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Maison Auguste Comte

9> 17 mars 2019


Press dossier

The doors of a house open to welcome those who arrive and to greet those who leave. This is their dual function. They remain open waiting for the loved one or close behind him to hold him back. Whether he is alive or already dead, what matters is the ardor of passion, as was the case with the philosopher Auguste Comte, who in the last ten years of his life transformed his house into a temple where we can still feel the flame today. of the loving passion vibrates. Shocked by the untimely death of his muse, Madame Clotilde De Vaux, he conceived a cult practice of memories in his home. The experience of mourning was marked by rituals rooted in his daily life, dedicated to invoking a form of return from the absent and to consolidate an indissoluble bond that death claimed to break. In his dedication to the Positive Political System of 1846 he wrote: "Far from forgetting you, I must strive to assume that you are alive, in order to continue to identify ourselves more and more." This private cult of death is at the origin of a reformulation of all positivist philosophical thought which will become a religious proposal under the name of neo-fetishism-positivist. This house, preserved with devotion by the disciples of the philosopher, obsessed by the presence of the spouses Auguste and Clotilde, today arouses strong reactions from its visitors. This place, which has become a house-museum open to the public, arouses strong reactions from its visitors. So it was also for Gustavo Giacosa, curator and independent director, specialist in brut art, who proposed to the Maison Auguste Comte International Association to invest this space with an exhibition entitled "Ghosts". With the exhibition "Ghosts", Giacosa aims to address the theme of the house as a meeting place for the absent. Overcrowded with people, homes are spaces that invite and gather energy. Believe it or not, these presences / absences await us in the ravines where we are gripped by the ancestral fear, never completely overcome, of the dark and the unknown. The project takes up the challenge of temporarily reviving the original furniture and decorations of this magnificent 19th century residence with a selection of photographs and contemporary works of art that evoke the coexistence of the dead and the living.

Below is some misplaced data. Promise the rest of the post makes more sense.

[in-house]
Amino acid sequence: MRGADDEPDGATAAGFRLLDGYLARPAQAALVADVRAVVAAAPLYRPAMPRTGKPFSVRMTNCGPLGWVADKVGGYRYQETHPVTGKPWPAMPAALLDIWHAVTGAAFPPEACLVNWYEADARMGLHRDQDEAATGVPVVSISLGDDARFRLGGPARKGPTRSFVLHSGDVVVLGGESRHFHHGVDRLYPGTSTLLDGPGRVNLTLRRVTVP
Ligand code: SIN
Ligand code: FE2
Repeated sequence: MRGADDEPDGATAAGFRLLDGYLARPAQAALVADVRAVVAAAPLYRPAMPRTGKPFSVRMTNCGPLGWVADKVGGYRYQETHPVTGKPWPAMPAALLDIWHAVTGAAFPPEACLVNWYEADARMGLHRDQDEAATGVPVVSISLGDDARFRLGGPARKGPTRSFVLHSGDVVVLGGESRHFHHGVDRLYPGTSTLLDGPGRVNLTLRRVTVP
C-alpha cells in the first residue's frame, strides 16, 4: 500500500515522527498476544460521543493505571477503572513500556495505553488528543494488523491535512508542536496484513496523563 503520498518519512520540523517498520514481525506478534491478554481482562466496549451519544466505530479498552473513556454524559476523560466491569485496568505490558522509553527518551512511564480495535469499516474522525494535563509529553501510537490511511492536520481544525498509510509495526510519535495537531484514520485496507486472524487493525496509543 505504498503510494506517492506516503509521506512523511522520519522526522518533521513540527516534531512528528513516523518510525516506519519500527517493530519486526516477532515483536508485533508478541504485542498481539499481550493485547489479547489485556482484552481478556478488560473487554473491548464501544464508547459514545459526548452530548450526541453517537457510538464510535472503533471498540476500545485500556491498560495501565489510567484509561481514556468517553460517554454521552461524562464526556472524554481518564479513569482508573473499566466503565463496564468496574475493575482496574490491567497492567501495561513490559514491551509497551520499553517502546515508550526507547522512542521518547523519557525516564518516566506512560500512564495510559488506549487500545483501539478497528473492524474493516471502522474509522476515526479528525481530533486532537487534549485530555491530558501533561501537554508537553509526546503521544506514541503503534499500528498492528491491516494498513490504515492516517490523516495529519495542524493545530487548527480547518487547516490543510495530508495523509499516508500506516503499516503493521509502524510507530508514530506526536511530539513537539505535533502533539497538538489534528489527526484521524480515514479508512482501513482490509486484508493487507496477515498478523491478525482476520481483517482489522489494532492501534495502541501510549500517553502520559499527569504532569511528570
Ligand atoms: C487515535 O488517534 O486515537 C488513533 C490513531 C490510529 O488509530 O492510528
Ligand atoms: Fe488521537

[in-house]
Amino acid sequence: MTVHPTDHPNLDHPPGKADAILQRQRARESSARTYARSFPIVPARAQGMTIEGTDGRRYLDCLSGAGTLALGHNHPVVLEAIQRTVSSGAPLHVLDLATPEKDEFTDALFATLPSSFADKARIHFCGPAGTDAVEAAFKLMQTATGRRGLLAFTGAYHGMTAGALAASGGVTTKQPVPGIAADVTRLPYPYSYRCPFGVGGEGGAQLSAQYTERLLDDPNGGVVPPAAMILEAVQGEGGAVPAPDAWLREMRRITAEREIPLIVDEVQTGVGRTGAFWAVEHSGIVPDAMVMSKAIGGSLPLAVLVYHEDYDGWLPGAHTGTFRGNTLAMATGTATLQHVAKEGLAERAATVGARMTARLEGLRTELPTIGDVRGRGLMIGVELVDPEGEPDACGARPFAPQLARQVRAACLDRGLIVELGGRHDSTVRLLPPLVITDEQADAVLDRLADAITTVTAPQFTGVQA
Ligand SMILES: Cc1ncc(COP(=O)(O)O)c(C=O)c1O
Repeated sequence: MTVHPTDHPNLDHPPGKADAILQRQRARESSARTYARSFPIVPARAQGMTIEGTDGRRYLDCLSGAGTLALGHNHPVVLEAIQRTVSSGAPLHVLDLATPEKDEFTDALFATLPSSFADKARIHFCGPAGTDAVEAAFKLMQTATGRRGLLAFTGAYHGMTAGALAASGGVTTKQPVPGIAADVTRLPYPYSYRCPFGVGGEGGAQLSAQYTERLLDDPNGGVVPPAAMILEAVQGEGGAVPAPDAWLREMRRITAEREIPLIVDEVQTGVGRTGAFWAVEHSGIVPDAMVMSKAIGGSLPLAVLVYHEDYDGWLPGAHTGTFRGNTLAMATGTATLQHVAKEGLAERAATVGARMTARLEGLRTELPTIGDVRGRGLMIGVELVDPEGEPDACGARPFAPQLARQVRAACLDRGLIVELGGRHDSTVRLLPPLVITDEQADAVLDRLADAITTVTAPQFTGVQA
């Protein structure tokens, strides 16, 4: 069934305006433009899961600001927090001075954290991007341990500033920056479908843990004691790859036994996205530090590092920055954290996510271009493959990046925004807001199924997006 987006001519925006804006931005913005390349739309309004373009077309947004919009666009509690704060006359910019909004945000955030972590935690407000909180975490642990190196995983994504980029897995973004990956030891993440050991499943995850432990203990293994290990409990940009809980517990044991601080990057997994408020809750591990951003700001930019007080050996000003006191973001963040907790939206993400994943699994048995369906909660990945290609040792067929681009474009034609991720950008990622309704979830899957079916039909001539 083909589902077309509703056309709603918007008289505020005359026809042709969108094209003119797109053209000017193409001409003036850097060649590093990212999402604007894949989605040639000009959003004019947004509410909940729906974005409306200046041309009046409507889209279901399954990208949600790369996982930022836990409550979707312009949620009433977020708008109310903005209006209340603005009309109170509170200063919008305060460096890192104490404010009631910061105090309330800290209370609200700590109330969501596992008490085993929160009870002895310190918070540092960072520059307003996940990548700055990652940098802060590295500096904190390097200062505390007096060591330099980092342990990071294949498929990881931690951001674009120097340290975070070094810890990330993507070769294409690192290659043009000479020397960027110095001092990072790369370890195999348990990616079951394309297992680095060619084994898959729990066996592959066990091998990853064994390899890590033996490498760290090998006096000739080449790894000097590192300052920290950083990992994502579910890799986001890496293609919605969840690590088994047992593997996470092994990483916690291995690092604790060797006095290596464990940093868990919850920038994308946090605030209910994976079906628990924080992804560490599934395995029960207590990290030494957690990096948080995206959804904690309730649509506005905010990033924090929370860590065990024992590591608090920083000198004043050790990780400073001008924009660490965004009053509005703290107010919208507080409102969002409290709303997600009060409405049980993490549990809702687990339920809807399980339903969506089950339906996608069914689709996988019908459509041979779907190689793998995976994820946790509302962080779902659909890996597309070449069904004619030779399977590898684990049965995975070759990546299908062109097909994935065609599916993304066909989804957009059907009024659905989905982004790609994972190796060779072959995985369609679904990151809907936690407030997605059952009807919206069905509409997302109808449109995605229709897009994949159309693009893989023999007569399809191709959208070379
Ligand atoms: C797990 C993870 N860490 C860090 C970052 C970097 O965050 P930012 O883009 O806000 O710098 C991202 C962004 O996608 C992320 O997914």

This collective exhibition focused on photography presents the works of the artists Carolle Benitah - Stéphane Blanquet - Marcelo Bordese - Antoine D'Agata - Jean Michel Hannecart - Edmund Kesting - Michel Nedjar - Eugene Von Bruenchenhein together with anonymous photographers of the 19th and 20th centuries. Photography has always fascinated artists with its ability to capture the supernatural. Since the 19th century and the advent of ectoplasm shooting during mediumistic sessions, many photographers have experimented with new effects such as stereoscopic images and double exposure images. Taking advantage of the objectivity touted by the machine, they exploited these techniques for profit. The avant-gardes of the twentieth century, and in particular surrealism, have delightfully recovered these special effects. Since then we have become accustomed to interventions in photography which, using the most varied techniques, are at the service of the artist and the exploration of their shadow areas. The "Ghosts" exhibition presents a selection of anonymous photographic snapshots from the late 19th and mid-20th centuries. Some of these photographers have followed the path of technical processes such as overexposure or solarization, others that of error and technical imperfection. They all seem to enjoy changing perspectives by revealing these ghosts who remain on the other side of the mirror.